Once your stoma has settled and stays a relatively stable size, it can be more convenient to order pre-cut pouches or pouches cut to your template, saving you the hassle of cutting the apertures yourself. If you experience problems with leaks; if you lose or gain weight; or if you develop a hernia or other changes to your stoma or tummy, then you will need to have your stoma remeasured. Don’t be afraid to ask your stoma care nurse for help.
There are a range of adhesive skin barriers available in both one and two-piece systems to suit most people’s skin type and stoma effluent. Good skin health is very important for any ostomate and recent developments include infused skin barriers with products such as ceramide, aloe vera, vitamin E and Manuka honey that can help maintain the health of the individuals’ skin. Most skin barriers comprise of a hydrocolloid type adhesive, which is considered to be hypoallergenic.
Stomas are ideally spouted from the skin, which allows them to stick out a little way into the pouch. However, some stomas are unspouted and flush against the skin, or even retracted below skin level, which makes it difficult to attach a pouch without the output touching and damaging the skin. If this describes your stoma and you are experiencing persistent leakage, you can be prescribed a convex pouch, which will have a convex flange shaped to push into the surrounding skin and help spout the stoma.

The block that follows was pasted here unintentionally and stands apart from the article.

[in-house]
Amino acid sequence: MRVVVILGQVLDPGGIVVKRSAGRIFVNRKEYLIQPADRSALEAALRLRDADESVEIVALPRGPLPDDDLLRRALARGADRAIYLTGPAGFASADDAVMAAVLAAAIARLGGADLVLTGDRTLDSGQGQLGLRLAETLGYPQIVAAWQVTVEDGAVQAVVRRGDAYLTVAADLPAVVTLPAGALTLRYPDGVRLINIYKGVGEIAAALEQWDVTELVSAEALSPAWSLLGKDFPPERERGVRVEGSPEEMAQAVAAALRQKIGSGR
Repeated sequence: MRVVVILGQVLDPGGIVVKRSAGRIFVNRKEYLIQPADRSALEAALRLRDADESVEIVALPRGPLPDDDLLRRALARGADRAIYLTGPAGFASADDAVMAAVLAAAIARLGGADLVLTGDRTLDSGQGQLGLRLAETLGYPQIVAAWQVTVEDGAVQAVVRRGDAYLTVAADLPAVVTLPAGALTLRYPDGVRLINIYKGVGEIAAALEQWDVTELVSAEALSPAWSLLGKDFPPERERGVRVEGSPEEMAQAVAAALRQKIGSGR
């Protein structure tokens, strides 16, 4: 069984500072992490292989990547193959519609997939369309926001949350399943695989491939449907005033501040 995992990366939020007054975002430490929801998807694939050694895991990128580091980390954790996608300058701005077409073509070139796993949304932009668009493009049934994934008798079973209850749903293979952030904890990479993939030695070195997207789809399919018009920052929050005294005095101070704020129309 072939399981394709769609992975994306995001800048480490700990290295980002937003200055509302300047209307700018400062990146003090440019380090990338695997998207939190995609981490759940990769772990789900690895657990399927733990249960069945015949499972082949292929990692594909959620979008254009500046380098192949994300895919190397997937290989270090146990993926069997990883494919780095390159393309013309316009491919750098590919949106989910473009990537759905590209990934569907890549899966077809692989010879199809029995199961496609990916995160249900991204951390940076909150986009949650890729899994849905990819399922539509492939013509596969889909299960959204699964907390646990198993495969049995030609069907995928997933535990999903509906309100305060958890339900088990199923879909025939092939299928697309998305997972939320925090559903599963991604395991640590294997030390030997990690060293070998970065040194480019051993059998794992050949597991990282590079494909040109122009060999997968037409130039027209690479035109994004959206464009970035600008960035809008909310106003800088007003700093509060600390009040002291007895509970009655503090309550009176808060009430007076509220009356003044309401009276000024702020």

Convex versions are available (closed or drainable, including urostomy) one- or two-piece system for all stoma types. There are varying depths of convexity to help suit the needs of the individual. However, it is important to be careful when choosing convex pouches, and they should only be used on recommendation of a stoma care nurse, who is able to ensure correct use of the product. This is because convexity can potentially cause bruising or pressure ulcers. If you experience these, they should be discussed promptly with the stoma nurse.
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It might take some time and trying several companies before you find the best pouching system for you. Remaining in contact with your stoma care nurse is vital to make this process as easy and fruitful as possible. It is worth persevering, as, once you have the right appliance, it can make a huge difference to your health, self-esteem and general wellbeing.
Jo Sica is a Stoma Care Nurse at Hollister